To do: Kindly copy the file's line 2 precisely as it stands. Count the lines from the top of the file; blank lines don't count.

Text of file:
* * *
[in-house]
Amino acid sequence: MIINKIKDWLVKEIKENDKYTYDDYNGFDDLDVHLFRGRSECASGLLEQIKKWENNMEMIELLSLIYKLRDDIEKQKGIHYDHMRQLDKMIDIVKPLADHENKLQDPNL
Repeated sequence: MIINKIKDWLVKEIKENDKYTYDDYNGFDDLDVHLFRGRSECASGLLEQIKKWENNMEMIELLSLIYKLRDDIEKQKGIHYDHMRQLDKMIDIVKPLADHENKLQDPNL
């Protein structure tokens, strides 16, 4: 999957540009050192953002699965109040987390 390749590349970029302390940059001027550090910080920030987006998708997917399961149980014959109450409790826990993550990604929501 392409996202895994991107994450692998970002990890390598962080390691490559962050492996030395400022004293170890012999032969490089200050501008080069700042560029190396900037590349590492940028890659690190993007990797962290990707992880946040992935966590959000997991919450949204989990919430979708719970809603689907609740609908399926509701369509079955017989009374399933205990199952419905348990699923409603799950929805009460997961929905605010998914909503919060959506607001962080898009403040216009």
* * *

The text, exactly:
Amino acid sequence: MIINKIKDWLVKEIKENDKYTYDDYNGFDDLDVHLFRGRSECASGLLEQIKKWENNMEMIELLSLIYKLRDDIEKQKGIHYDHMRQLDKMIDIVKPLADHENKLQDPNL